Tuesday, February 09, 2010

Channel 0

Channel O is moving to channel 10? When? Oh, it has already. Yes, I remember now. I also remember before there was Channel 10 and before there was a Channel 0.

I had an underprivileged childhood. We had no television, but my grandparents did. Cold roast meat and salad before watching Rawhide at my grandparents was a Sunday night ritual. Move 'em up. Get 'em out. Sorry, the theme music just came back to me.

Pop, why won't your television get channel 0? Don't know. Can't you get it fixed Pop? By our next visit, a technician had been called and the set would now pick up channel 0. By this time, the fifties model Astor was getting on a bit. The tech did something to the set and something to the aerial and we were happy kids.

I suspect it was a bit of a rip off. Surely all that was needed was tuning in the new channel and maybe a slight alteration of aerial direction? I recall it cost quite a few pounds.

My grandparents died in the late 1970s and so the process did not have to be repeated when Channel 0 moved to Channel 10. It was still the same television set but by then we had our own vastly superior AWA Deep Image set.

10 comments:

  1. The Astor 17" set had a swan logo on the front under the tiny deep-set screen.
    Frozen 'TV Dinners' appeared right after television did. The assumption was that food had to be shovelled to mouth from a compartmented aluminium tray, while sitting in the dark room watching Walt Disney on sunday nights.

    Absolutely frgn bizarre, and explains why the baby boom generation is so screwed up.

    When Reg Ansett's Channel O was built way way out there in the wasteland of the east, pop groups who were booked for the 1968 saturday morning show would travel straight there (considered an epic journey) from the city gigs the night before, and be interviewed sleepless and high on pills (the sixties vices were nembies and benzedrine).
    Nearly 50 years later, channel 10 is still crap through the digital box,and it would not bother me except I am fond of Burn Notice.

    Weren't your grandparents sweet to accede to your cultural needs?
    My Nan (born 1897) said colour TV was a passing fad and she wouldn't bother with it.

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  2. Dee-eep Image.

    "Hey, you can see the teeth in that comb!"


    What dupes we were.

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  3. Sitting in the bedroom with the tiny B&W portable watching Doctor Who then wrenching the huge dial around to channel O aka channel 10 to catch the short-lived soapie Arcade (can't remember watching anything else on there and won't admit to YTT :P )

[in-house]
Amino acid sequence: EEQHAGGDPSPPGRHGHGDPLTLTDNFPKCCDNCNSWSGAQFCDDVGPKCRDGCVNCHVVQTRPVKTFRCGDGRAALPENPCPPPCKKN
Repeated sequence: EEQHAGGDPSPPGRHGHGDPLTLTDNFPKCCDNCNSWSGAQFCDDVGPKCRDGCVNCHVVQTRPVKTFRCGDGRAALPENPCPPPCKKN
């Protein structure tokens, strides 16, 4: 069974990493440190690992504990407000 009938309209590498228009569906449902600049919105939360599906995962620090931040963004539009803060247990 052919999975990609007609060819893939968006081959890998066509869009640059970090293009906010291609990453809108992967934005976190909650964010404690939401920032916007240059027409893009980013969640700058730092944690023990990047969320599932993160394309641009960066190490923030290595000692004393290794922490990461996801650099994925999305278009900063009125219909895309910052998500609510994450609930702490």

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  4. I remember the change to 10 in 1980. I was eight years old.

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  5. I was a boy working in a cabinet making factory above a shop in Chapel Street Windsor. And there was Vince, a bloke about sixty, who sang to himself all day to "stop getting mad". He had a tartan cap, a thin white moustache, and an Austin Healy 100E sports. He was just back from overseas and told me no one wanted black and white TVs in America, they threw them out in the street. I couldn't believe it.
    I do now.

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  6. You watched Rawhide.

    I remember my parents inviting a schoolmate of mine to dinner and when we sat down to watch The Donna Reed Show he squirmed throughout and couldn't leave us quickly enough afterwards.

    The gay vibes were evident very early!

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  7. Nunawadding wasa bit of a mistake Ann. As grandparents do, they spoilt us.

    Come a long way RH.

    I never admit to watching YTT either Jayne.

    Stop your bragging Scott.

    And now we throw out crt colour sets.

    Can't remember the show Victor, just the theme tune. I was a Donna Reid fan too.

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  8. Thanks for the link, I hope the blog post was of interest. I remember the day of the changeover, I was 8. And found it quite amusing to be able to switch the TV between Channels 0 and 10 to get the same picture. Simple things amuse small minds! I remember being cross (as kids do) when mum threw out the junk mail brochure about the change. But thanks to Ebay many years later I got another copy of it.

    I remember my family gathered around the TV to see the first episode of Arcade. I can't recall what they thought of it but I imagine it wasn't too complimentary, although i seem to recall continuing to watch it before it was swiftly axed.

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  9. TV AU, all your posts are of interest. Until you switched to more recent times it was a big walk along memory lane and many thoughts of whatever happened to? Arcade seems so recent to me. It was truly a shocker.

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  10. Unfortunately having to switch from documenting 30 years ago to 20 years ago was not a change I was thrilled to make, but I had no alternative as I didn't have a weekly magazine collection for between 1980 and 1990.

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